See also


  1. ^ Kerb Inlet, Local Government & Municipal Knowledge Base, accessed February 6, 2010
  2. ^ Water Environment Federation, Alexandria, VA; and American Society of Civil Engineers, Reston, VA. "Urban Runoff Quality Management." WEF Manual of Practice No. 23; ASCE Manual and Report on Engineering Practice No. 87. 1998. ISBN 1-57278-039-8. Chapter 1.
  3. ^ G. Allen Burton, Jr., Robert Pitt (2001). Stormwater Effects Handbook: A Toolbox for Watershed Managers, Scientists, and Engineers. New York: CRC/Lewis Publishers. ISBN 0-87371-924-7.  Chapter 2.
  4. ^ Brattebo, B. O., and D. B. Booth. 2003. "Long-Term Stormwater Quantity and Quality Performance of Permeable Pavement Systems." Water Research. 37: 4369-4376. doi:10.1016/S0043-1354(03)00410-X
  5. ^ U.S. Environmental Protection Agency (EPA), Washington, DC. "Public Education and Outreach on Stormwater Impacts." 2008-09-17.
  6. ^ Trout Unlimited, Calgary, AB. "How does Yellow Fish Road Work?" Accessed 2011-11-16.
  7. ^ Burrian, Steven J., et al. (1999)."The Historical Development of Wet-Weather Flow Management." EPA, National Risk Management Research Laboratory, Cincinnati, OH. Document No. EPA/600/JA-99/275.
  8. ^ EPA. "Combined Sewer Overflow (CSO) Control Policy." Federal Register, 59 FR 18688. April 19, 1994.
  9. ^ Metcalf & Eddy, Inc. (1972). Wastewater Engineering. New York: McGraw-Hill. p. 119. 
  10. ^ American City & County (1996). "Chicago digs deep to better manage stormwater." 1996-06-01.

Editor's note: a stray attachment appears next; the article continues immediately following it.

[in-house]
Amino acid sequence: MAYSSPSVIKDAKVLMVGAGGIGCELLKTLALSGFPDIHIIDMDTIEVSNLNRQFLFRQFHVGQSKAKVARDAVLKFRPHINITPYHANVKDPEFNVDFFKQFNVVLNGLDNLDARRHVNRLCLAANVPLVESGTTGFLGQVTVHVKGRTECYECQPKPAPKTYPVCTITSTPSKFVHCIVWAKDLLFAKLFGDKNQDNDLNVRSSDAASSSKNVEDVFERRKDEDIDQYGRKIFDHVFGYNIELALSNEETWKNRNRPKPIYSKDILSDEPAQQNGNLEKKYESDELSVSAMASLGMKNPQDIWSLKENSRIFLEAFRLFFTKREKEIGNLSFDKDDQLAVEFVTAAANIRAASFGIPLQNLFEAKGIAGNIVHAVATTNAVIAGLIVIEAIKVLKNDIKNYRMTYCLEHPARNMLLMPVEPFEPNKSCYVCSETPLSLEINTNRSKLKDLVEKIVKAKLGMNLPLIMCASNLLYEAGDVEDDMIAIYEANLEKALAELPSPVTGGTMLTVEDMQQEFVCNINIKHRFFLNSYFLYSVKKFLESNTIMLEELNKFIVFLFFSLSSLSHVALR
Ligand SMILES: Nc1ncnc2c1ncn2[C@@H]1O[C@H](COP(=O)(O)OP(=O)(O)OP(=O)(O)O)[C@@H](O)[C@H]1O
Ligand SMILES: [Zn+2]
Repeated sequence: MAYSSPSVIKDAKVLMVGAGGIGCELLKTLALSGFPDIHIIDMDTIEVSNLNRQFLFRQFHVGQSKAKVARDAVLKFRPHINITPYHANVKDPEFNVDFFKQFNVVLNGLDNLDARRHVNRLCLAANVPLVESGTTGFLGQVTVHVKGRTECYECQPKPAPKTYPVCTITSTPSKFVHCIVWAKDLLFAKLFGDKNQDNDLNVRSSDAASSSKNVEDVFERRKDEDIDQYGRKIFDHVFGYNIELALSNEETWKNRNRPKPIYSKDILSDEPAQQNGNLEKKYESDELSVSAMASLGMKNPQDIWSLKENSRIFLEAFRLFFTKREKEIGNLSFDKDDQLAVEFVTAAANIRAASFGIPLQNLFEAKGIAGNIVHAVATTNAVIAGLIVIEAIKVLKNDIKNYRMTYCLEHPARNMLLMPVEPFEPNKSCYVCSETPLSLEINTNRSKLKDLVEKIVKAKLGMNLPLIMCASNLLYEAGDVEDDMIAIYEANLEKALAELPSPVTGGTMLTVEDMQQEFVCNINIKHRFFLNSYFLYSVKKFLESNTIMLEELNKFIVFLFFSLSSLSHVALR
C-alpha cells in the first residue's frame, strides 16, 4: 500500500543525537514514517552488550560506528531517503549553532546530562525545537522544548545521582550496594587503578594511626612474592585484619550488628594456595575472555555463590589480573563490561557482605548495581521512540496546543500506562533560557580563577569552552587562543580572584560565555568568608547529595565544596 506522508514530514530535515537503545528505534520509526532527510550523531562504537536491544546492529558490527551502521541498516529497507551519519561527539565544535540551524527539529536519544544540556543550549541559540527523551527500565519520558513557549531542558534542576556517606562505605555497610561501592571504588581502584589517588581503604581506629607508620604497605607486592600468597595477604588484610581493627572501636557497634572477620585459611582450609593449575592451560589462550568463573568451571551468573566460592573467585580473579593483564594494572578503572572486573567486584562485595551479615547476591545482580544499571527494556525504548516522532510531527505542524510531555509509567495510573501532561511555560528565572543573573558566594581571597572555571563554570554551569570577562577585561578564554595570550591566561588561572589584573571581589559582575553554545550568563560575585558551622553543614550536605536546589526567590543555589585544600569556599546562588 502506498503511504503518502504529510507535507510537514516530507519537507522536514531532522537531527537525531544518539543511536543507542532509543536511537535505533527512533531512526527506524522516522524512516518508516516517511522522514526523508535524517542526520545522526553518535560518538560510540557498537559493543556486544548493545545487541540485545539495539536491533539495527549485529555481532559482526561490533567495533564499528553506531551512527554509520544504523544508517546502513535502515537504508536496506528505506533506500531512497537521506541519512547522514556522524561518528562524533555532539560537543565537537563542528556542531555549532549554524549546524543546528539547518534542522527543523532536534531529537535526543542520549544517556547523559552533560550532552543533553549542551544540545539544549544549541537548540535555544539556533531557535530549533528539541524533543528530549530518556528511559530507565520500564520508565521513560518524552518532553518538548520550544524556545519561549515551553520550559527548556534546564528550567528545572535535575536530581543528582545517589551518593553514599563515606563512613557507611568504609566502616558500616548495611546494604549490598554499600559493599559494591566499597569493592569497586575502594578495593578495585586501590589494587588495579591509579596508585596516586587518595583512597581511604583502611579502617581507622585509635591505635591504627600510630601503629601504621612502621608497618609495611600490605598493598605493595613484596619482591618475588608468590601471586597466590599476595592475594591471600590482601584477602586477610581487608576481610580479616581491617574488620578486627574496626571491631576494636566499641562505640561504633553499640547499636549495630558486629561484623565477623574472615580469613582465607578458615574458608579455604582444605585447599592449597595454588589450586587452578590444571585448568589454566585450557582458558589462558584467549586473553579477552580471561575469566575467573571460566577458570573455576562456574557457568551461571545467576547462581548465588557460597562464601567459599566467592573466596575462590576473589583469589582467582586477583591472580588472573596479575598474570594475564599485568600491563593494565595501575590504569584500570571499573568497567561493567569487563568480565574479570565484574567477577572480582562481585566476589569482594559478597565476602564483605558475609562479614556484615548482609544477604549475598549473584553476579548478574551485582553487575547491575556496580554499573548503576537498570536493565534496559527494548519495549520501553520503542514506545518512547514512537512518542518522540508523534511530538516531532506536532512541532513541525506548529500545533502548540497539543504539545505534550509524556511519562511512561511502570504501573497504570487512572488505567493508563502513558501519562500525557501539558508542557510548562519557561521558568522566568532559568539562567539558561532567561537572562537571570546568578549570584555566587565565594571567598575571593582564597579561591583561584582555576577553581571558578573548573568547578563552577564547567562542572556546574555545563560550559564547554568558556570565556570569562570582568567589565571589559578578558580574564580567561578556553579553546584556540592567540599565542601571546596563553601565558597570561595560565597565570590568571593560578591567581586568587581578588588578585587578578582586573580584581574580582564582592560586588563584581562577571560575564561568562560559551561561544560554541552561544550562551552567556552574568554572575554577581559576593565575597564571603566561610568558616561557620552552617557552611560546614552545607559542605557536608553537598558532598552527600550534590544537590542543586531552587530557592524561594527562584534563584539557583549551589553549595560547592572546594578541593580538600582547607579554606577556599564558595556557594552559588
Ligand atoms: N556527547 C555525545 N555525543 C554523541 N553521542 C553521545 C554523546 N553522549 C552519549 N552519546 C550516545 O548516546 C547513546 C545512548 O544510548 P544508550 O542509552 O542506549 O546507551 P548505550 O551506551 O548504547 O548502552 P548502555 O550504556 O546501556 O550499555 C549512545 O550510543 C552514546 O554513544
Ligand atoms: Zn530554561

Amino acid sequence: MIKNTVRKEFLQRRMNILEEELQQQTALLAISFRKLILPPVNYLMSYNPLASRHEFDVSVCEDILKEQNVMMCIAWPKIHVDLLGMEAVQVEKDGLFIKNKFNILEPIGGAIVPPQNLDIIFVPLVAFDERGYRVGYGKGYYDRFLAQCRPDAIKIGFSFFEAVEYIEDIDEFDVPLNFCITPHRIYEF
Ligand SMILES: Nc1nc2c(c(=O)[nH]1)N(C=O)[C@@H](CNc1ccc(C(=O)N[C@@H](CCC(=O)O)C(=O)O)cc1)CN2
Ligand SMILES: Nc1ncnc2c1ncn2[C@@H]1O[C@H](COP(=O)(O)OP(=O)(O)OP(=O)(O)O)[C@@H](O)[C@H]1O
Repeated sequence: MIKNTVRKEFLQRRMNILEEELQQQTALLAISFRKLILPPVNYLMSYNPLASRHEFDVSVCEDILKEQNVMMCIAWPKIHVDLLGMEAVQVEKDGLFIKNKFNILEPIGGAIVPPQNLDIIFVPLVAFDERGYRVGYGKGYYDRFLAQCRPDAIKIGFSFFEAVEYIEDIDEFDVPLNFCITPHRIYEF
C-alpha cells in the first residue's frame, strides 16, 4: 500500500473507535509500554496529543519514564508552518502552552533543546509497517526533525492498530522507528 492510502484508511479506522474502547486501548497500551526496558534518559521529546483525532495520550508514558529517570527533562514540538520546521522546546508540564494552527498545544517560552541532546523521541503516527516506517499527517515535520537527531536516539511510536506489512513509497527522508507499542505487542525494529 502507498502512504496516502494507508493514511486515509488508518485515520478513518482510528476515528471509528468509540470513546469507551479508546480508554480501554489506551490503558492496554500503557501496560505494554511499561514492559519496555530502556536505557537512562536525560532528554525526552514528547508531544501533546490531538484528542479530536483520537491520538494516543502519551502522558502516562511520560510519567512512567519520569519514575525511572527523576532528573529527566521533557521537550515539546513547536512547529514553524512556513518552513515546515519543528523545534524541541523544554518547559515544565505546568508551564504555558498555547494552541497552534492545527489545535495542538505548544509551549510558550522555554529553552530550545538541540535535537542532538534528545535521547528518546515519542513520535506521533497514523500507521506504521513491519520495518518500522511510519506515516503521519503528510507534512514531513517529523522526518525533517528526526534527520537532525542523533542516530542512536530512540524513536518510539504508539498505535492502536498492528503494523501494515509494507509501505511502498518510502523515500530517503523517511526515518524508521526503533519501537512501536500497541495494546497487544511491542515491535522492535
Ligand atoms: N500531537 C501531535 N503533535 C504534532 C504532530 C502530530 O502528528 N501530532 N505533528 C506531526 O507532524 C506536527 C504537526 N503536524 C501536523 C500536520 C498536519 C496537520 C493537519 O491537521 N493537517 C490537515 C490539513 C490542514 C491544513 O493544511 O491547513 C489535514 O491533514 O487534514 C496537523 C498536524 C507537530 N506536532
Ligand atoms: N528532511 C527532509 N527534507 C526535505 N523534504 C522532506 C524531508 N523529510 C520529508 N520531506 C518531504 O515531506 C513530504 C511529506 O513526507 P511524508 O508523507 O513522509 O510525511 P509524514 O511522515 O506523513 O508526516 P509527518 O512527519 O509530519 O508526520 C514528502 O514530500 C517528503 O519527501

11. ^ Water Watch NYC, New York, NY (2008-07-14)."Green Roof – Blue Roof."
  12. ^ Shoemaker, Leslie; Lahlou, Mohammed; Doll, Amy; Cazenas, Patricia (2002). "Fact Sheet--Oil/Grit Separator Units". Stormwater Best Management Practices in an Ultra-Urban Setting: Selection and Monitoring. Washington, DC: U.S. Federal Highway Administration. 
  13. ^ U.S. Water Quality Act of 1987, Pub.L. 100-4, 101 Stat. 69, 33 U.S.C. § 1342(p), February 4, 1987.
  14. ^ EPA. "Stormwater Discharges From Municipal Separate Storm Sewer Systems (MS4s)." 2009-03-11.
  15. ^ Woelkers, David A. (2002). "Tidal Wave: Stormwater Ordinances as a BMP for Phase II." Stormwater, September-October 2002.
  16. ^ Adams, Guy (14 September 2009). "Subterranean home of Las Vegas's losers". The Independent. Retrieved 21 May 2010. 
  17. ^ O'Brien, Matt (2007). Beneath the Neon: Life and Death in the Tunnels of Las Vegas. Huntington Press. ISBN 0929712390. 
  18. ^ Associated Press (17 April 1986). "Sewer loser". Beaver Country Times.,3180481. Retrieved 21 May 2010. 
  19. ^ C. Michael Hogan (2007). "Knossos fieldnotes." Modern Antiquarian.